Overseers Adam Diehl & Jon Paul Robles

Rehearsal Prep Checklist

Posted on January 10th, 2014 by adamdiehl

One of the most un-talked about issues in Worship Leading, in my view, is how to prepare for rehearsal.

I mean if you’re able to say, “Let’s do this like Matt Redman’s second recording,” and everyone knows what you’re saying – more power to ya.

But for the rest of us — those who lead teams that don’t play together every week, who desire to be open to new people serving with the team (versus being an exclusive clique), there needs to be rehearsal preparation for the rehearsal to be clear (and timely).

So here are four questions to which I think every worship leader should have an answer before going into rehearsals:

What’s the Roadmap?

By “roadmap” I mean the flow of the song. For example… Verse, Chorus, Verse, Chorus, Bridge, Chorus, Chorus.

Refusal to establish a roadmap, in my view, is kinda selfish for a leader if you think about it. If you want others to be able to participate in worship leading with you, they need to know where you’re going — or at least what you’re thinking.

This is all about clarity and serving the team. They need to know what you’re thinking, leader. Do you really think you can go off on some new and random chord progression and other people can follow along? (If they can . . . well, that’s awesome and we all are jealous). It doesn’t have to limit you in a box – if you want to leave things uncertain, that’s okay! Just plan for some spontaneity so others can be spontaneous WITH YOU. Serve the team by telling them what’s in your head — however structured or loose that may be. Wouldn’t you appreciate that clarity from the leader if you were following?

For example, you might say, “We’ll do Verse, Chorus, Verse, Chorus – and then if I start praying we’ll play [designated chord progression] to leave some space for people to worship in their hearts, and I’m not sure what we’ll do after that.”

As a sidenote, for what its worth, my roadmaps are usually notated like this:
V1 C
V2 CC
BC
BCC

I use separate lines because it gives me little “chunks” to glance at and remember a “little chunk” at a time.

Uncertainty and Spontaneity is okay (and good) in my book. But not communicating what that means for those following you only because you didn’t plan ahead – that’s not okay.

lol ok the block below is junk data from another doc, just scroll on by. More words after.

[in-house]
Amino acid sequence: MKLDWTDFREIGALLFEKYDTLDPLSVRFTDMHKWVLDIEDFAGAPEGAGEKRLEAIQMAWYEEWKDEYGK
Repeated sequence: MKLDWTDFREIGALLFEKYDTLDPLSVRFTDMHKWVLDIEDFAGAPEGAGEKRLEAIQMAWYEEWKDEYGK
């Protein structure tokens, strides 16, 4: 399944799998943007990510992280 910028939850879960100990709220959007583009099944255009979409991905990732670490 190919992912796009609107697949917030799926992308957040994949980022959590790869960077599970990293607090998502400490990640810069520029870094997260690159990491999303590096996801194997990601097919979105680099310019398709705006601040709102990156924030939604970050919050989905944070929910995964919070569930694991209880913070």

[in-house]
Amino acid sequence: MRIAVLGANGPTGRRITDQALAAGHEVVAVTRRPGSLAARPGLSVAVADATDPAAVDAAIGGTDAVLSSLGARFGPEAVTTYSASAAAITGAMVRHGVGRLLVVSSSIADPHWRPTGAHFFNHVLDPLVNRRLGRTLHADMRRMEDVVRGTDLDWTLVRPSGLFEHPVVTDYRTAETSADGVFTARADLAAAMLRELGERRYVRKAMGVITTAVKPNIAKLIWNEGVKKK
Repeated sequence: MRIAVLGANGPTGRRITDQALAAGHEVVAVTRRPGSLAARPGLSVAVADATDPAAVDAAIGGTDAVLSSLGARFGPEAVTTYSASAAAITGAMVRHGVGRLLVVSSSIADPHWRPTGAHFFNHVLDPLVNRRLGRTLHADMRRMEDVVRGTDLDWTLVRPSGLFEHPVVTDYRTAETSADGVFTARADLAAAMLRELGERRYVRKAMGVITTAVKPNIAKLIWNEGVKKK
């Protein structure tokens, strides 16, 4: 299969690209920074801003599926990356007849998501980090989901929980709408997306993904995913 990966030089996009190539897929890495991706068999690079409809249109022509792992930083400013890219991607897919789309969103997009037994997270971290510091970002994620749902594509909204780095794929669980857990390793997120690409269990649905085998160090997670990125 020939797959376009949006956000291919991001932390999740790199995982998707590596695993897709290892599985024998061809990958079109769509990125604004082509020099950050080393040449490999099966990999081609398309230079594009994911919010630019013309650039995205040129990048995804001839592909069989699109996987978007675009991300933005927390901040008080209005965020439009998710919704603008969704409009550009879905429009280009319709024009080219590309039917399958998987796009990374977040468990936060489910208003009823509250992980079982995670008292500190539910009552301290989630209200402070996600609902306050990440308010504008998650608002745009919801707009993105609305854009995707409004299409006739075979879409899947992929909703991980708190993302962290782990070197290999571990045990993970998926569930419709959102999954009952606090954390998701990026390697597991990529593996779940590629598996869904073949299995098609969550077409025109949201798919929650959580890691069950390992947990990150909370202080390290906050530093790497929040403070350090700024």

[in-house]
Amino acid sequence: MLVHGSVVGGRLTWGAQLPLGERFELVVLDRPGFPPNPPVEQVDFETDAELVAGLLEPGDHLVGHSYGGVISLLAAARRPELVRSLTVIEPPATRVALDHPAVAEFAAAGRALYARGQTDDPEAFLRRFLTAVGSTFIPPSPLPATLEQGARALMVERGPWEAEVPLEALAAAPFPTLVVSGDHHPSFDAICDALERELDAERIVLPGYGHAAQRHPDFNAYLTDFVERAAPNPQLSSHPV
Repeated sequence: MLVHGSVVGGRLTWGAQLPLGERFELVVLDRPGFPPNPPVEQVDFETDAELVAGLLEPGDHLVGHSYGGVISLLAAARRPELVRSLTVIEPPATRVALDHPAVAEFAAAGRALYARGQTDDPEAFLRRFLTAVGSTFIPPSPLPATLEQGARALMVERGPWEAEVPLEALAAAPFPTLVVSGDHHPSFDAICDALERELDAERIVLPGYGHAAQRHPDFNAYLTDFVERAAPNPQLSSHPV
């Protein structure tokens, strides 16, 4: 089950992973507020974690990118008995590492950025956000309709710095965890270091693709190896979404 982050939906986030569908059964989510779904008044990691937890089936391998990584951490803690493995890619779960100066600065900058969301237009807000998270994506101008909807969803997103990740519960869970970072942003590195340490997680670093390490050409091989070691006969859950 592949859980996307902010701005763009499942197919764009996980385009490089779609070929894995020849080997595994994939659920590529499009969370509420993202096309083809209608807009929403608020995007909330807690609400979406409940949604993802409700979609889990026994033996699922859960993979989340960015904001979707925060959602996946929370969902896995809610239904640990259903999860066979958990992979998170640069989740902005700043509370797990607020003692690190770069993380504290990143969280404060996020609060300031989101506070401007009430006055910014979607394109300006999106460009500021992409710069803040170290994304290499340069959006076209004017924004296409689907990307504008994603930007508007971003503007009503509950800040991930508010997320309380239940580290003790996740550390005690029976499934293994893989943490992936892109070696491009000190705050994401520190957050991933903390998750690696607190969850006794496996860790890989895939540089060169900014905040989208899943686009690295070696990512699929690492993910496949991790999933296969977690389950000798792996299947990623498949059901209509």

How will the song start?

Again, this is all about serving others you’re leading. Don’t expect them to read your mind or understand the way Chris Tomlin did it in his obscure remix.

What does the band play? Is there a specific introduction?
Is it musically connected to the previous song in a medley?
What will the leader do? (Prayer? Spoken Challenge?)

How will the song end?

This usually just entails what chord the band needs to end on. But see the questions above regarding the song’s start as well!

Are there any specific “mid-route” details?

This is about communicating cut-outs, builds, diminishes, quiets, louds, etc.

For example, “When we do the bridge four times, we’ll start soft and build each one and be really big by the chorus.”

The only thing worth adding here is that I think this question needs to be explained to the team AFTER they know the road map.

For example – I would never say, “Hey we’re going to Seattle by car. We’ll head west and then somewhere halfway through we’ll be able to drive as fast as we want and then after that we need to turn right.” No No. I’d give specific directions and THEN add commentary. Like, “We’re going to get on I-90 and head west all the way to Seattle. When we hit Montana, we can drive as fast as we want, and be watchful in Seattle because we’ll need to head North on I-5 to get downtown.”

In the same way, we aren’t clear when we give instructions like, “We’ll get big towards the end” unless the team knows when “the end” actually occurs (hence, the need for the roadmap FIRST).

 

In summary, the worship leader (or at least the music rehearsal leader, if that’s a different person) must have thought through each of these four questions before rehearsal starts. Regardless of how thorough or cursory his answers are, taking a moment to provide clarity to others on the team is always valuable.

Drumming in Worship Tips.

Posted on December 19th, 2011 by adamdiehl

Two things make a good drummer in a worship service: Steady Tempo and Consistency. Those are not the same thing. Carl Albrecht (who has played on more worship recordings that you can shake a stick at), has some great things to say about this. Check it in this video (you must follow the link).

Priceless Principles Part 5 of 5.

Posted on September 5th, 2011 by adamdiehl

This post is the conclusion of a series of posts summarizing five priceless principles from Joe Pace’s book “From Performance to Praise.” These concepts apply to every member of the worship team. For more information – read the book!

Priceless Principle #5

Those involved in Music Ministry strive for unity.

Our area of ministry is the most subjective area in the church and because its art – can be the most personally invested area. I have heard some horror stories of disunited worship teams. One story indicated that when the worship leader picked up the microphone (on Sunday morning . . . on stage . . . in front of a congregation), the guitar player unstrapped his instrument and announced to everyone, “I’m not playing if he’s gonna lead!” and then walked off the stage, through the sanctuary, and out the front doors. Geesh!

Let’s take a look at what happened in the Bible when the worship team was completely united: